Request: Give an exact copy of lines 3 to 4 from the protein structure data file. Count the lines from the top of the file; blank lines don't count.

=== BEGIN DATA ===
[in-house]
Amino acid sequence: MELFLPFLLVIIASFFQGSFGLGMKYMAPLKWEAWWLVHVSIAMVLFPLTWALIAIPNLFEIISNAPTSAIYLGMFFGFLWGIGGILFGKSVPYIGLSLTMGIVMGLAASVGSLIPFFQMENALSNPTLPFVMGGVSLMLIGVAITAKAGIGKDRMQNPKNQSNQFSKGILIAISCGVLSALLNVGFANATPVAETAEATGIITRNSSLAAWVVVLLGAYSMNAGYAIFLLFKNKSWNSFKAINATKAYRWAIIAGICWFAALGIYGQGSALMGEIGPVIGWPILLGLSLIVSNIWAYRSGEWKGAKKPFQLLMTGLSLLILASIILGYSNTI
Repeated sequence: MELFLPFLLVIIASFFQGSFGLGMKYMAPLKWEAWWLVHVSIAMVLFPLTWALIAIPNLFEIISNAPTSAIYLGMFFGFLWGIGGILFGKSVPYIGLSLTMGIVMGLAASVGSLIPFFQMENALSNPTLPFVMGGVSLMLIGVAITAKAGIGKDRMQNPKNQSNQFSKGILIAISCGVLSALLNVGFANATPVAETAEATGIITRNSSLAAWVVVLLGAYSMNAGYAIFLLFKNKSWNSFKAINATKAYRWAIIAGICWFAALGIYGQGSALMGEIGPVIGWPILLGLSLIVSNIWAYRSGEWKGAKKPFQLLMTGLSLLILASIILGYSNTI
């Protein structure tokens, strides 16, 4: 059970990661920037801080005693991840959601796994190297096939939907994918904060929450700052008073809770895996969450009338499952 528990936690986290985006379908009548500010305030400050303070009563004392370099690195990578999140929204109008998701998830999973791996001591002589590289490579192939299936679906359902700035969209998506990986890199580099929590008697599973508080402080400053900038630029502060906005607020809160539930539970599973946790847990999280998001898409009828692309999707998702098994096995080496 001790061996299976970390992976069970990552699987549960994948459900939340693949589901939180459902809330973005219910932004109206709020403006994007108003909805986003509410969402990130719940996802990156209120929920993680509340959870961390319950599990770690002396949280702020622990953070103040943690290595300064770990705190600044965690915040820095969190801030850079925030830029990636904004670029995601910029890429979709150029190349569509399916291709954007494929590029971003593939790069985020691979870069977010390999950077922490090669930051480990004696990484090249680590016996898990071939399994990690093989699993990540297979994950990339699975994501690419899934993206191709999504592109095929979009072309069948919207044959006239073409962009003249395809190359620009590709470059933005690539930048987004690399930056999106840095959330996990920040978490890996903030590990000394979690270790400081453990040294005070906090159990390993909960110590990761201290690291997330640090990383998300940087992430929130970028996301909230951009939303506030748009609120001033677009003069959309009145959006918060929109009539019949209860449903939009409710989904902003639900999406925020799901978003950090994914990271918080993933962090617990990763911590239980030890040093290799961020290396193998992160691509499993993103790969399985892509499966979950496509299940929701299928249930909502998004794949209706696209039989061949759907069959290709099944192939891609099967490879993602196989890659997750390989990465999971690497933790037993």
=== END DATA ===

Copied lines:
Repeated sequence: MELFLPFLLVIIASFFQGSFGLGMKYMAPLKWEAWWLVHVSIAMVLFPLTWALIAIPNLFEIISNAPTSAIYLGMFFGFLWGIGGILFGKSVPYIGLSLTMGIVMGLAASVGSLIPFFQMENALSNPTLPFVMGGVSLMLIGVAITAKAGIGKDRMQNPKNQSNQFSKGILIAISCGVLSALLNVGFANATPVAETAEATGIITRNSSLAAWVVVLLGAYSMNAGYAIFLLFKNKSWNSFKAINATKAYRWAIIAGICWFAALGIYGQGSALMGEIGPVIGWPILLGLSLIVSNIWAYRSGEWKGAKKPFQLLMTGLSLLILASIILGYSNTI
């Protein structure tokens, strides 16, 4: 059970990661920037801080005693991840959601796994190297096939939907994918904060929450700052008073809770895996969450009338499952 528990936690986290985006379908009548500010305030400050303070009563004392370099690195990578999140929204109008998701998830999973791996001591002589590289490579192939299936679906359902700035969209998506990986890199580099929590008697599973508080402080400053900038630029502060906005607020809160539930539970599973946790847990999280998001898409009828692309999707998702098994096995080496 001790061996299976970390992976069970990552699987549960994948459900939340693949589901939180459902809330973005219910932004109206709020403006994007108003909805986003509410969402990130719940996802990156209120929920993680509340959870961390319950599990770690002396949280702020622990953070103040943690290595300064770990705190600044965690915040820095969190801030850079925030830029990636904004670029995601910029890429979709150029190349569509399916291709954007494929590029971003593939790069985020691979870069977010390999950077922490090669930051480990004696990484090249680590016996898990071939399994990690093989699993990540297979994950990339699975994501690419899934993206191709999504592109095929979009072309069948919207044959006239073409962009003249395809190359620009590709470059933005690539930048987004690399930056999106840095959330996990920040978490890996903030590990000394979690270790400081453990040294005070906090159990390993909960110590990761201290690291997330640090990383998300940087992430929130970028996301909230951009939303506030748009609120001033677009003069959309009145959006918060929109009539019949209860449903939009409710989904902003639900999406925020799901978003950090994914990271918080993933962090617990990763911590239980030890040093290799961020290396193998992160691509499993993103790969399985892509499966979950496509299940929701299928249930909502998004794949209706696209039989061949759907069959290709099944192939891609099967490879993602196989890659997750390989990465999971690497933790037993």